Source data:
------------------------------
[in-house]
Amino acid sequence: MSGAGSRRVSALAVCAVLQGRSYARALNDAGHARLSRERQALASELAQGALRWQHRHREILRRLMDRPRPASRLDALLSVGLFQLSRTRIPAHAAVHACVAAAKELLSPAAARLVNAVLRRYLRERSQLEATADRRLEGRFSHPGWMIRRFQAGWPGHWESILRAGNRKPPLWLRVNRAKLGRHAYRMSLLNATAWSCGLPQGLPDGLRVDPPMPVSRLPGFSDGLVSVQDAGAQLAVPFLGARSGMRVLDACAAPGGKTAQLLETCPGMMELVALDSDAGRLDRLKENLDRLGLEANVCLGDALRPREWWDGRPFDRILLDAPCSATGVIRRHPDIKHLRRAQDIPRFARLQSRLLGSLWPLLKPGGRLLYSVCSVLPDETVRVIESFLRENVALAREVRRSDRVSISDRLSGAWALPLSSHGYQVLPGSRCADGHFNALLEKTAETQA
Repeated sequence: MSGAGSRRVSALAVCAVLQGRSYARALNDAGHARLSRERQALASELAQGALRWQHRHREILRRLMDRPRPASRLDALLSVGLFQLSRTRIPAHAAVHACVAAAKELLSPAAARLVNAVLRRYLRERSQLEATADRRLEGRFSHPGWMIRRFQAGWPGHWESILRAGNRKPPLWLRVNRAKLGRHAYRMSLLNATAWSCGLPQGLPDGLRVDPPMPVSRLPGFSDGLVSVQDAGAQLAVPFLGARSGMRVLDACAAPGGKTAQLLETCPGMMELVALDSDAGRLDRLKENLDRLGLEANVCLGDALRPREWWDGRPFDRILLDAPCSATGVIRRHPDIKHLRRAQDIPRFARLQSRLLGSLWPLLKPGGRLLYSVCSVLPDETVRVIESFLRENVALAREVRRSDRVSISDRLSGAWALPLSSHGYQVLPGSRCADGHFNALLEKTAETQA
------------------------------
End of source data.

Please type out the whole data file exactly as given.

[in-house]
Amino acid sequence: MSGAGSRRVSALAVCAVLQGRSYARALNDAGHARLSRERQALASELAQGALRWQHRHREILRRLMDRPRPASRLDALLSVGLFQLSRTRIPAHAAVHACVAAAKELLSPAAARLVNAVLRRYLRERSQLEATADRRLEGRFSHPGWMIRRFQAGWPGHWESILRAGNRKPPLWLRVNRAKLGRHAYRMSLLNATAWSCGLPQGLPDGLRVDPPMPVSRLPGFSDGLVSVQDAGAQLAVPFLGARSGMRVLDACAAPGGKTAQLLETCPGMMELVALDSDAGRLDRLKENLDRLGLEANVCLGDALRPREWWDGRPFDRILLDAPCSATGVIRRHPDIKHLRRAQDIPRFARLQSRLLGSLWPLLKPGGRLLYSVCSVLPDETVRVIESFLRENVALAREVRRSDRVSISDRLSGAWALPLSSHGYQVLPGSRCADGHFNALLEKTAETQA
Repeated sequence: MSGAGSRRVSALAVCAVLQGRSYARALNDAGHARLSRERQALASELAQGALRWQHRHREILRRLMDRPRPASRLDALLSVGLFQLSRTRIPAHAAVHACVAAAKELLSPAAARLVNAVLRRYLRERSQLEATADRRLEGRFSHPGWMIRRFQAGWPGHWESILRAGNRKPPLWLRVNRAKLGRHAYRMSLLNATAWSCGLPQGLPDGLRVDPPMPVSRLPGFSDGLVSVQDAGAQLAVPFLGARSGMRVLDACAAPGGKTAQLLETCPGMMELVALDSDAGRLDRLKENLDRLGLEANVCLGDALRPREWWDGRPFDRILLDAPCSATGVIRRHPDIKHLRRAQDIPRFARLQSRLLGSLWPLLKPGGRLLYSVCSVLPDETVRVIESFLRENVALAREVRRSDRVSISDRLSGAWALPLSSHGYQVLPGSRCADGHFNALLEKTAETQA